• It is okay to drive with a leaky strut if the oil is only leaking at the top of the strut and not all over the place.
  • You can drive for up to six months with leaky struts.
  • A leaky strut will give a clinging or dangling noise when you go over a bump.

Can Car Struts Leak?

Can Car Struts Leak

Yes, car struts can leak because they have pistons and hydraulic fluid in them. When a vehicle traverses over bumps, potholes, or rough road conditions, that piston is pushed against that hydraulic fluid that can force oil to leak out of the strut if the seal is bad.

A strut cycles billions of times as it goes down the road. Plus, some roads can be quite bumpy which only causes the strut to work even harder. Now, when you hit a pothole, the struts absorb this force and dampen the feeling thanks to the piston and hydraulic fluid inside. But, depending on how bad the force of the road is, it can cause the strut to leak oil because the top is not a complete seal.

A small oil leak on the side of the car struts is called weepage. This does not necessarily mean that the strut needs to be replaced. A small amount of leakage is acceptable and is the result of fluid clinging to the rod and being pulled past the oil seal on the extension stroke.

Monotube struts have a much higher internal gas pressure. That high internal gas pressure forces very minimal amounts of oil to weep through the micro-cracks of the chrome layer on the piston rod. That oil can get past the oiled silk and end up on the body of the strut.

A good rule of thumb is to replace your leaking car struts if the oil has made it past half of the body strut. You can also do a further inspection of the oil itself. If it appears as a thick coating with pieces of dust and debris in it, chances are the struts will need replacing.

How Do You Know If a Strut Is Leaking?

Struts are critical but often overlooked parts that help your vehicle drive off safely after hitting a bump on the road. Struts can get damaged by larger potholes, corrosion from road salt, or simply wear out from use. But, how exactly can you know if a strut is leaking?

The best way to tell if a strut is leaking is to visually inspect it. But keep in mind that it is considered normal for the strut to leak around the top and this strut doesn’t need replacing. However, if the strut has excessive oil all over the body, it is most likely that it has failed and needs replacing.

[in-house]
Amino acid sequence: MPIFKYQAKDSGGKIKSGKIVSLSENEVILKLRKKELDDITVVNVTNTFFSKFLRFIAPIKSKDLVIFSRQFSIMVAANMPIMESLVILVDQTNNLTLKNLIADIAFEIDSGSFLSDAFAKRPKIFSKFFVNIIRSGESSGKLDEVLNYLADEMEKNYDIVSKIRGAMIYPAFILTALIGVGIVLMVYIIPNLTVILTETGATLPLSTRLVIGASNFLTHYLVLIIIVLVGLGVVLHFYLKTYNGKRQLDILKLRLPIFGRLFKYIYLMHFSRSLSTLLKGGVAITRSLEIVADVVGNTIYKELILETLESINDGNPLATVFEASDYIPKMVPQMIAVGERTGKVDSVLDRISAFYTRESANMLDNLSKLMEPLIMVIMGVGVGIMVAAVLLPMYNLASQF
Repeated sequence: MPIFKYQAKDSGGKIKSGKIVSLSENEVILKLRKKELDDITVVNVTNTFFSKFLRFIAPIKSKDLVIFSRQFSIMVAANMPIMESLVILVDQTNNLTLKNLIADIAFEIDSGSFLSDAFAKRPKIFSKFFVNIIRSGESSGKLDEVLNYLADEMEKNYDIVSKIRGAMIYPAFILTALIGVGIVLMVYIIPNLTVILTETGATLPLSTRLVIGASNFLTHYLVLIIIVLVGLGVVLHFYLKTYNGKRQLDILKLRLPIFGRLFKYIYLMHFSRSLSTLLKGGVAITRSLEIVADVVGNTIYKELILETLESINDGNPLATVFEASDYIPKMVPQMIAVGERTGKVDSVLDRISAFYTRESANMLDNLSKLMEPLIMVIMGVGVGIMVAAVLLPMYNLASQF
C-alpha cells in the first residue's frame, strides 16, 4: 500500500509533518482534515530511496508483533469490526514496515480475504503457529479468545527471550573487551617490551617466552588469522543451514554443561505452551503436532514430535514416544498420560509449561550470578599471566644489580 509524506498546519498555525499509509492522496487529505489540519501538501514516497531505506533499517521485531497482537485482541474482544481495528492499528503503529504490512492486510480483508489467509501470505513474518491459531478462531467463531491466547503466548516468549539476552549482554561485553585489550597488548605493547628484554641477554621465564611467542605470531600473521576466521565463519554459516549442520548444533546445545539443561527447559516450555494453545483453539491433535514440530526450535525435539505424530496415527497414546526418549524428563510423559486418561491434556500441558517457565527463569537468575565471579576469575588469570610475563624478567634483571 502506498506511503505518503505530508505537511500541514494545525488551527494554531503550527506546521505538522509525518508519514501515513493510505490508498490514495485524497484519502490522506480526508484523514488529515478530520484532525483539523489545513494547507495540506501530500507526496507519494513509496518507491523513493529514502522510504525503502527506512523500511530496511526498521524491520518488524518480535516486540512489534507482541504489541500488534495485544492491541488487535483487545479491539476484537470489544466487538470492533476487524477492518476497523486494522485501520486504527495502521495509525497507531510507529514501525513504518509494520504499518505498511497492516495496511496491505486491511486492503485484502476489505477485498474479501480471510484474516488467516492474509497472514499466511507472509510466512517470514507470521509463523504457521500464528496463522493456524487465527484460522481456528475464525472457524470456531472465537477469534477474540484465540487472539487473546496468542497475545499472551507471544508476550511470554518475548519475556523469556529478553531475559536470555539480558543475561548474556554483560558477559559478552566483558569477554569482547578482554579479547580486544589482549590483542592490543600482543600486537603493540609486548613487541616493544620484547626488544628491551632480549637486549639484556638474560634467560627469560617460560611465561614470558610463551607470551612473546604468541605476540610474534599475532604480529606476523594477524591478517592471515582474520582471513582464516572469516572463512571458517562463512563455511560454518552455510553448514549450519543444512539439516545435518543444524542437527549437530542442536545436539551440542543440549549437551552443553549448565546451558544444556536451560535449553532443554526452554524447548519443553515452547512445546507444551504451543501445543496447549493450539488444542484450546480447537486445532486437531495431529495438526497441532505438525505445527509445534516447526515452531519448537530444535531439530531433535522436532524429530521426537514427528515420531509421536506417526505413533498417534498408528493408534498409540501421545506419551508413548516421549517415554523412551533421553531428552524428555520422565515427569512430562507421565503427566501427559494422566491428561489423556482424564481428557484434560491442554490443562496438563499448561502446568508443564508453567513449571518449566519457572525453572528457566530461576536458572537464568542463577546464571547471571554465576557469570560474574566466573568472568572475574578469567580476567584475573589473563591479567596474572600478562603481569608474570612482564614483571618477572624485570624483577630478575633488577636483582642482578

If your car becomes bouncier after hitting a bump, or the car nose dives when braking hard, there is a good chance that the struts are going bad. These two symptoms are enough for you to go ahead and perform a visual inspection of the struts.

Most vehicles on the road today use a strut-type suspension which is a coil spring placed around a shock absorber. The spring supports the weight of the car and allows the suspension to soak up rough roads. The spring also stores this energy as it’s compressed over a bump, and then releases it. When a strut starts leaking, your car would bounce uncontrollably as the spring compresses and releases this energy over and over again.

Is It OK To Drive With a Leaking Strut?

Can Car Struts Leak

It is okay to drive with a leaking strut if the leakage is only minimum and is around the top of the strut. In fact, it is quite common for struts to leak around the top end because when a piston pushes the hydraulic fluid inside the strut, some of it can actually escape past the seal. It is not okay to drive with a leaking strut if the leakage is severe and the oil looks dirty and gunky.

Inside a car’s struts, a layer of oil serves as both a cushion and lubricant that is integral to keeping the ride smooth on bumpy roads. When shock absorbers encounter abrupt changes in movement, such as when going over speed bumps or potholes, the oil quickly moves from one chamber of the strut to another through small passages inside.

This quick transfer helps even out the shock for occupants in the car and prevents too much vibration from traveling through suspensions, axles, and other components. The oil also works to keep the parts within the strut moving rapidly and efficiently with minimal friction.